chapter-bullet-o chapter-bullet-ob chapter-bullet chapter-bullet-b archive-arrow-down chapter-arrow content-link content-pic email facebook filter-arrow-down filter-arrow-up hamburger link listitem-arrow more-arrow-right print reveal-arrow-left reveal-arrow-right reveal-times search-arrow search times-filter twitter instagram view-grid view-list

The Honor of His House is an improbable yarn: adultery and surgery. Hayakawa, the tranced tragedian, swept the scenario aside. A few instances offer the magnificent sight of his harmony in movement. He crosses a room quite naturally, his torso held at a slight angle. He hands his glasses to a servant. Opens a door. Then, having gone out, closes it. Photogénie, pure photogénie, cadenced movement.”Epstein, J. (1921), ‘The Senses I (b)’, translated by Tom Milne. In R. Abel (ed.), French Film Theory and Criticism 1907-1939. Volume 1: 1907-1929 (Princeton: Princeton University Press, 1993), p. 243. Originally published as: ‘Le Sens I bis’ in J. Epstein (1921), Bonjour Cinéma (Paris: Editions de la sirène), pp. 27-44.

This is how Jean Epstein experienced his favourite moment in William C. De Mille’s now-lost The Honor of His House (1918). The writings of the early French film critics and theorists overflow with such lyrical descriptions of fleeting actions or marginal details from/in the films they admired. ‘Photogénie’ was the almost spiritual quality they attributed to these moments, which permitted the spectator to see the world anew. However, these critics held varying opinions on the conditions for ‘photogénie’. Moreover, the choice of moments in which ‘photogénie’ manifests itself appeared to be highly idiosyncratic. The fact that their lines of reasoning were so divergent, shows that these critics were not out to create an all-encompassing theory of cinema. Their very personal essays rather show evidence of their search for ways to express their untameable enthusiasm for the then still-young medium. What binds their work is a direct relation to the cinema that manifests itself in their attention for, and reactions to, seemingly arbitrary images. As a platform, photogénie aims to honour this diversity of voices and unify them under a single banner, based on a direct relation to cinema: free from preconceived frameworks, but with an eye for the other arts and a plethora of intellectual traditions; with a deep respect for and attention to the history of the artform. To achieve this, we set the bar high, but keep the threshold low.

photogénie is a collaborative and fostering environment, a place where a diverse group of writers, through their participation in the Young Critics Workshop at Film Fest Gent, come together to discuss and celebrate film. While the Young Critics Workshop inculcates their skills as developing writers, at photogénie they further their critical eyes by editing other individuals’ work. Far from being a mere training ground, photogénie encourages its young writers and editors to assume curatorial responsibility and strive for a high standard of quality in the published texts, written by themselves or outside writers. This collaborative aspect also has a historical precedent tied to the concept of ‘photogénie’. At the start of the twentieth century, artists and intellectuals gathered at the cinemas of modernist Paris, and praised film as the most modern of all art forms. They assembled in ciné-clubs, and founded film journals, in which they published some of the first reflections on the medium. The articles that these early critics wrote for magazines as Ciné-Journal, Le Film and Cinéa-Ciné pour tous, or on the pages of newspapers such as Le Temps and Paris-Midi, consistently displayed two characteristics: wonderment and connoisseurship.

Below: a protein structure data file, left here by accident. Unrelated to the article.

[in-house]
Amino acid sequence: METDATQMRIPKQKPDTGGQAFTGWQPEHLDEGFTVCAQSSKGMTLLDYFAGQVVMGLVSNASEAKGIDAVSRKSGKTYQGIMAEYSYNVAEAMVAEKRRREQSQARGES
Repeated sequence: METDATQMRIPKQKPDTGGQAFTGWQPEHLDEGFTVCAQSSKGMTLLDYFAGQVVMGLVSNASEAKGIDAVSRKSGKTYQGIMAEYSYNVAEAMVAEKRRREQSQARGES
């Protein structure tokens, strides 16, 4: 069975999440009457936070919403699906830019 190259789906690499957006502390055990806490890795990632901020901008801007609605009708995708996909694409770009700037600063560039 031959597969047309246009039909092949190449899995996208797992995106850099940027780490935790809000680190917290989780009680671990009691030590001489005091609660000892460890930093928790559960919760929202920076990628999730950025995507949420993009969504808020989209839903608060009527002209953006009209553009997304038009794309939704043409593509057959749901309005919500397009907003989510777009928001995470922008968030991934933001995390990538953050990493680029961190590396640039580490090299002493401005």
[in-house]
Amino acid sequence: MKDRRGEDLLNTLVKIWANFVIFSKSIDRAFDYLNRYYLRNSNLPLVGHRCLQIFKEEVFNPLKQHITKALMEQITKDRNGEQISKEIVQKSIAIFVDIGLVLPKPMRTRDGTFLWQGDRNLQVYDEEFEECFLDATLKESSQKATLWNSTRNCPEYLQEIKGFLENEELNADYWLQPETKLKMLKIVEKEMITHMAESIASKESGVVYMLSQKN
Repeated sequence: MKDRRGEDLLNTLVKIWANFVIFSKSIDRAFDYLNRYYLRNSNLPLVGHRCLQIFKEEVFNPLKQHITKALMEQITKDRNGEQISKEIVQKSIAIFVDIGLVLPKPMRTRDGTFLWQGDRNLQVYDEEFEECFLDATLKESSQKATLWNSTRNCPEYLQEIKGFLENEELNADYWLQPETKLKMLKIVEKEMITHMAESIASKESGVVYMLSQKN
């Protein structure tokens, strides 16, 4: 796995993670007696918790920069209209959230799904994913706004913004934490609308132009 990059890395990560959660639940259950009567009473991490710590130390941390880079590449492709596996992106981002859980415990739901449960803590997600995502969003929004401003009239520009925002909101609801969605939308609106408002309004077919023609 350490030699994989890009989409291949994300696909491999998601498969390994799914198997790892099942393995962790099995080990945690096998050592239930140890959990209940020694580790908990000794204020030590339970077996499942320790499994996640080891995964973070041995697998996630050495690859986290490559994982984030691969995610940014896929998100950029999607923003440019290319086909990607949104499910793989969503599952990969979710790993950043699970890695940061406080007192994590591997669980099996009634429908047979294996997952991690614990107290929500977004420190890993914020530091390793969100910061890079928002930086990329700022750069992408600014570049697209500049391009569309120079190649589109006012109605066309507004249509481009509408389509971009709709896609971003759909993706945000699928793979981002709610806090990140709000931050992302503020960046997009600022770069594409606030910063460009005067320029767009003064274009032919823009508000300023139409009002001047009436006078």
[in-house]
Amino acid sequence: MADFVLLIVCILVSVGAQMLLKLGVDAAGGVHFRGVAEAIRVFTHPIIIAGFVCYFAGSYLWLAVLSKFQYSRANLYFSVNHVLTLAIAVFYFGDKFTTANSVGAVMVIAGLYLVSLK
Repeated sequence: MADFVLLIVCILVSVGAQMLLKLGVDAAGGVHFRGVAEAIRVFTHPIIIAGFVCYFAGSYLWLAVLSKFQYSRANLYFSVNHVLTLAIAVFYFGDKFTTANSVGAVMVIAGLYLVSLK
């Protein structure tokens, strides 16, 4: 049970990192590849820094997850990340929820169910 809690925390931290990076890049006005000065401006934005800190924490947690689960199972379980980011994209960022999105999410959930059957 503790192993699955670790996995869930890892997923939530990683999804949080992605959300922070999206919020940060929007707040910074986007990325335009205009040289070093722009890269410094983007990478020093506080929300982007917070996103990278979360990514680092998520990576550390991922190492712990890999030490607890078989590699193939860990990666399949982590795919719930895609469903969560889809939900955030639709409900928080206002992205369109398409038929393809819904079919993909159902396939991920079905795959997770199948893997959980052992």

These characteristics resurfaced frequently: in the writings of André Bazin and the young Turks of Cahiers du cinéma, in those of Anglo-Saxon critics such as Victor F. Perkins and Andrew Sarris, and so on. Present-day film criticism can be guided by this idea of ‘photogénie’ in order to reconnect to a tradition in which the fascination with moving images leads to fresh insights. At photogénie, we want to combine a sense of wonderment with keen analyses. photogénie is the mouth through which a diversity of voices speaks. Their connecting principle is the intense perception of cinema. The essays that are published on this website – on films old and new, cinema past and present – do not try and force this perception to fit preconceived frameworks, but endeavour to make the viewer receptive to what films can make us see, in an attempt to put the allure of the cinema into words.

To achieve this, each year the larger editorial team behind photogénie—all former participants in the Young Critics Workshop—selects six members to form an editorial board for the year. This editorial board outlines their mission statement and curates and edits four issues, comprising one volume that represents their take(s) on cinema and film criticism.